Short S25 Sunderland Long-Range Maritime / Reconnaissance Flying Boat
The British Short Sunderland became one the finest flying boat aircraft to serve in World War 2.
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The Short Sunderland was the premiere flying boat of British military aviators during World War 2. Oft regarded as one of the best flying boats of the war, the Sunderland played up to some inherent design strengths including a potent defensive armament arrangement and excellent operational ranges. Both of these qualities played a large part in countering the lethal presence of marauding German U-boat submarines through infested waters in and around Allied interests. It was through these head-on engagements with German U-boats that the Sunderland series would become famous for.
Designed from the airliner transport Short C-class "Empire" model, the Short Sunderland became the militarized version of the same flying boat. Fitted with four engines the aircraft became an integral part of Search and Rescue (SAR) missions, maritime patrol and anti-submarine warfare throughout the course of the war. Crew accommodations amounted to 10 personnel including pilots and machine gunners as well as systems and missions specialists as needed.
Standard armament consisted of 2 x bow-mounted 7.7mm fixed, forward-firing machine guns, 2 x machines in a bow turret, 2 x 7.7mm machine guns in a dorsal turret and 4 x 7.7mm machine guns in a rear tail turret. This defensive array allowed the Sunderland to repel enemy fighters when she herself was attacked and she proved quite the capable aircraft for such work. Her network of machine guns earned her the nickname of "Porcupine" from German pilots. However, it was in her ordnance-carrying capacity that the Sunderland would truly shine. She could be outfitted with naval mines, depth charges and conventional drop bombs - enemy submarines being her primary targets. The aircraft series was so feared by German U-boat crews, in fact, that they worked hard to avoid direct entanglements with Sunderlands whenever possible.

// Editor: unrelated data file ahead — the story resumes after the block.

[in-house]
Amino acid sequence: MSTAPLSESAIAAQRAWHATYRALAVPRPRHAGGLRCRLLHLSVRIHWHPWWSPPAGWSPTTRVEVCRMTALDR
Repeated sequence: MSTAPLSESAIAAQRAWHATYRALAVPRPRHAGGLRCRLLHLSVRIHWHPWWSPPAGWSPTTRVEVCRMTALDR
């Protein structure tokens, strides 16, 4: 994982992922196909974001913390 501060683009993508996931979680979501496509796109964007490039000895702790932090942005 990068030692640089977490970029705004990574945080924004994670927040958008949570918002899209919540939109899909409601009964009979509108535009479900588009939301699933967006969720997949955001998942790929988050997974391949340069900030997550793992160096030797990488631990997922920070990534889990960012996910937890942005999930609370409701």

Short Sunderlands gained a mighty reputation for their capabilities - most often remembered for their anti-submarine role - but equally respected for their search and rescue capabilities. In the end, nearly 700 examples were produced in four distinct marks - Mk I, Mk II, Mk IIIA and, the most potent form, the Mk V with its Pratt & Whitney radial piston engines - and each varied in powerplants and radar installed through the course of the war. Operational groups based from England could reach out across Greece and Crete airspace as well as other areas in the operating radius. A multitude of British squadrons fielded this versatile flying boat and most were often seen accompanying advancing Allied convoys at sea - a testament to its effectiveness in large scale operations. Additional operators included Australia, Canada, France, New Zealand, Norway, Portugal and South Africa.